Chris Read went to fifty from 114 balls and 6 fours and Steven Mullaney reached the same landmark two overs earlier with a pulled 6 having faced 93 balls, 5 fours and 1 six. Read’s fifty also brought up the century partnership stand between this pair who have batted with few alarms during the morning session.
The pair continued after the break when an interesting incident occurred. Chris Read was dropped by Richard Pyrah at slip off OHD. Pyrah caught the ball, but it was dislodged as he hit the ground. Read assumed the ball had been taken cleanly and had set off to the Pavilion as Pyrah lay disappointed on the ground with the ball hidden behind his body. Pyrah then relayed the dropped ball to Adam Lyth at the stumps who after a few seconds hesitation removed the bails. No one was certain whether Andrew Gale had called the batsman back or whether umpire Willey had signalled a dead ball? It was later revealed that it was Gale who told his players it would be unsporting to capitalise on the incident and allowed Read to continue on 66. Willey later described the act as a ‘Great sporting act.’
The match then swung back towards Yorkshire as the last 4 wickets fell for 20 runs. Adil Rashid finally broke the Notts 7th wicket patnership when he had Chris Read lbw for 86 from 168 balls and 11 fours. Read and Mullaney had extended their partnership for the 7th Notts wicket to 150 which was a record stand for that wicket for Notts against Yorkshire, beating Franks and Hussey’s 147 at Scarborough in 2009. Notts were 317-7 and their lead was 124 runs.
Adil Rashid bowled Andre Adams with a big turning googly (Notts 321-8) and then Luke Fletcher went lbw for 4, Notts were 335-9 and the lead 142 runs. Steven Mullaney, on 81, was joined by number 11 Charlie Shreck, but Sidebottom removed Mullaney to set up the run chase which never was.
Yorkshire will need to regroup quickly if today isn’t to be seen as a defining moment in the season. Andrew Gale’s leadership skills will be tested to the limit as Yorkshire need to regain the ability to win the important 50:50 battles, and their batsmen must must begin to capitalise on good starts. There is a lot of cricket still to be played this summer and players and supporters need to rid their minds of this match quickly. It could have been so different after bossing the match for every session until the final day.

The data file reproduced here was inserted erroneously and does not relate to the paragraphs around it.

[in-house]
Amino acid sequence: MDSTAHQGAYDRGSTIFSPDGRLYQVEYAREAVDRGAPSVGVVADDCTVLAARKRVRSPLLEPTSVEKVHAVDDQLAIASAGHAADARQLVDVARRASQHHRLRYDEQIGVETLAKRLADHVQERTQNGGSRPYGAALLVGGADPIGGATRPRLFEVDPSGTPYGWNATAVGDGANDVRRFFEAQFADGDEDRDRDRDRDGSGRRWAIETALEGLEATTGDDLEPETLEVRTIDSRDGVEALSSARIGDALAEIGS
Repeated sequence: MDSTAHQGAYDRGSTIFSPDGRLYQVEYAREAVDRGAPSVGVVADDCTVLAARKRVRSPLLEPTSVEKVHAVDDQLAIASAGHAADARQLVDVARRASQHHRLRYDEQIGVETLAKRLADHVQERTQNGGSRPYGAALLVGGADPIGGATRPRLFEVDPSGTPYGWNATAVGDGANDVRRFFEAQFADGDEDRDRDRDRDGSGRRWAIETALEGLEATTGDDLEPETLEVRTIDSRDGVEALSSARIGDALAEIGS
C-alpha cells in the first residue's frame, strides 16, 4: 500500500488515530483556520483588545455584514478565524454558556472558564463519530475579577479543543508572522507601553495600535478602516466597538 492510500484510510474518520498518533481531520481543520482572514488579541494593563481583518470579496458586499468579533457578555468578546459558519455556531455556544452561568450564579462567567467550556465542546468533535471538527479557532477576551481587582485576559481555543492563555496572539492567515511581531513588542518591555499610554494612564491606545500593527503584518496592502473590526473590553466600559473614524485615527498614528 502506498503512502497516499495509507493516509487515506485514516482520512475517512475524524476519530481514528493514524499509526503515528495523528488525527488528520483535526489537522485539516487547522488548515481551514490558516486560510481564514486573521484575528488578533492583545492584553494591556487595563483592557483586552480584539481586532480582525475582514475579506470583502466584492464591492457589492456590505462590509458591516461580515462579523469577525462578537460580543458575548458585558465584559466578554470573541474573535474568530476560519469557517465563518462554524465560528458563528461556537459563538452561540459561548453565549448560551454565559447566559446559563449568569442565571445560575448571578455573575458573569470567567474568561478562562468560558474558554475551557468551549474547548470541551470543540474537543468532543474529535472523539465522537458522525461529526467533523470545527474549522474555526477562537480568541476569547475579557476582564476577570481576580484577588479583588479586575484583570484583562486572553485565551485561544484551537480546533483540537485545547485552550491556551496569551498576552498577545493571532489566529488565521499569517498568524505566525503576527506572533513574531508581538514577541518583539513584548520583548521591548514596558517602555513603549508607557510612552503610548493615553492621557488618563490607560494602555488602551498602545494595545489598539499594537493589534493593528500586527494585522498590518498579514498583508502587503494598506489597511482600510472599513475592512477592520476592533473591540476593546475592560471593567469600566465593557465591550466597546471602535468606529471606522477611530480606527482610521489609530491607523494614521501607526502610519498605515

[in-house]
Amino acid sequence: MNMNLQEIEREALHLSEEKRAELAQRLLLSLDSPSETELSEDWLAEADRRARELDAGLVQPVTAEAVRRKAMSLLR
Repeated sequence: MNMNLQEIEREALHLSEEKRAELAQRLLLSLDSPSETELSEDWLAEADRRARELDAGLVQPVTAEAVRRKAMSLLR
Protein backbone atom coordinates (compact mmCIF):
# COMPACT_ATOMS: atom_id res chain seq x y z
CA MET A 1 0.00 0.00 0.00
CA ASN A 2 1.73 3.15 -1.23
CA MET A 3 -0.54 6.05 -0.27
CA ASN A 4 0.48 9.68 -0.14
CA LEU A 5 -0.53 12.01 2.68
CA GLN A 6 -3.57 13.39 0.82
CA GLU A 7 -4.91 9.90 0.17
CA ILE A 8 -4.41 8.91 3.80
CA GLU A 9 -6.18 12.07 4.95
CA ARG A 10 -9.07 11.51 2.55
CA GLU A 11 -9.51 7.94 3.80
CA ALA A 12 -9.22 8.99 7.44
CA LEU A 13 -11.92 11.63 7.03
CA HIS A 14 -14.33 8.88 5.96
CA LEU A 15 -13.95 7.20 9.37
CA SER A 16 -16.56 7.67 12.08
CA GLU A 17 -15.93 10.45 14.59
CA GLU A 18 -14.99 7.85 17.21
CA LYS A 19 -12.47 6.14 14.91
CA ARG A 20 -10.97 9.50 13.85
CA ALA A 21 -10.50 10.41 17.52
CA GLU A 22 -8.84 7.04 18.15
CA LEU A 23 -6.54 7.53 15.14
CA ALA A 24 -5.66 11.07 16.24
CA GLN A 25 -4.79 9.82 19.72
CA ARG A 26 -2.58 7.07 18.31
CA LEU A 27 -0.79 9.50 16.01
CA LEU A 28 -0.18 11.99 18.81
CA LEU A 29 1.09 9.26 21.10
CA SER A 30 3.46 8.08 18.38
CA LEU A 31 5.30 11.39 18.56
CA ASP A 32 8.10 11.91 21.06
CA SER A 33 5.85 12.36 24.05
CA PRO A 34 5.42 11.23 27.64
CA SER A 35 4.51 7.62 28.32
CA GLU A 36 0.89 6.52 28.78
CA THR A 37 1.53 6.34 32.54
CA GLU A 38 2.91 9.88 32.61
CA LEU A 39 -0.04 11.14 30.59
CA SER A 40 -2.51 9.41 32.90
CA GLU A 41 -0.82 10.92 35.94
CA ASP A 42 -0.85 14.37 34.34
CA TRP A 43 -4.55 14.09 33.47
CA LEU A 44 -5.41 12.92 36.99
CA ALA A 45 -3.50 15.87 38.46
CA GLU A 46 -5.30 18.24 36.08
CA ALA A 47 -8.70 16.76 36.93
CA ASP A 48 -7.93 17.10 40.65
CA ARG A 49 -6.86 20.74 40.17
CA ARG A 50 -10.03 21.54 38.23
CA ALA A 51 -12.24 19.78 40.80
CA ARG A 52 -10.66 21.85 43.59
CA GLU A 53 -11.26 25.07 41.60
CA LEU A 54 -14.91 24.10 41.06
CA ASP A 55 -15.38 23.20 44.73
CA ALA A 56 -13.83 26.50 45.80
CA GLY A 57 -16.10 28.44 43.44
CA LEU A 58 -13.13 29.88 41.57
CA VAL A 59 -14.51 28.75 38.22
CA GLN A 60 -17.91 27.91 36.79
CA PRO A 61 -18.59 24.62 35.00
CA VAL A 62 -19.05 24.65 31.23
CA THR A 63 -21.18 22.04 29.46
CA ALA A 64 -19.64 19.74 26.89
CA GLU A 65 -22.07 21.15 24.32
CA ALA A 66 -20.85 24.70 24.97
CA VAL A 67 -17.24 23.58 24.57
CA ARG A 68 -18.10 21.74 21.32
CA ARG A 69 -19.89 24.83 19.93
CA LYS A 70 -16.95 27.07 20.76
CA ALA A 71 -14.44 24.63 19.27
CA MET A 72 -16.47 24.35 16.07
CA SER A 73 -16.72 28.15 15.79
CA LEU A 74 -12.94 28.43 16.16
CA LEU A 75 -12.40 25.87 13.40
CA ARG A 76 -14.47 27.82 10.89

It will be no consolation to the players or supporters, but what an advert for Championship cricket. The drama, excitement, tension and range of emotions that county cricket at its very best can provide.
JAMES BUTTLER at HEADINGLEY
DAY TWO REPORT
Nottinghamshire ended Day 2 teetering on the edge at 175-6 and still 18 runs from an innings defeat. Rich Pyrah 3-19, Ryan Sidebottom 3-44 and a wonderful 145 not out from Andrew Gale ensured that the Tykes kept a tight grip on the match throughout the day.
Notts returned to the crease for their second innings 193 runs behind and lost Paul Franks for 4 when he failed to get his bat down on a full length swinging ball from Ryan Sidebottom. Rich Pyrah bowled Mark Wagh for 15 and Sidebottom cleaned up Samit Patel without scoring, to give the right-hander a pair in the match. Notts were reeling at 38-3 and a finish inside two days was a distinct possibility.
Alex Hales must have wondered whether he’d been playing on the same surface as his team-mates as he continued where he left-off yesterday when he had scored 85 of Notts first innings 143 all out. He finally found someone to stay with him in Adam Voges, and their century stand, of which Hales contributed 61 runs, coming in 151 balls. They added only 5 more though before falling to one that kept low from Pyrah and Hales had made 83 in 112 balls including 12 fours and 1 straight six off David Wainwright before tea.
Pyrah struck again to have Voges lbw for 42 from 116 balls with 5 fours and Notts were 152-5, still 41 runs from making Yorkshire bat again.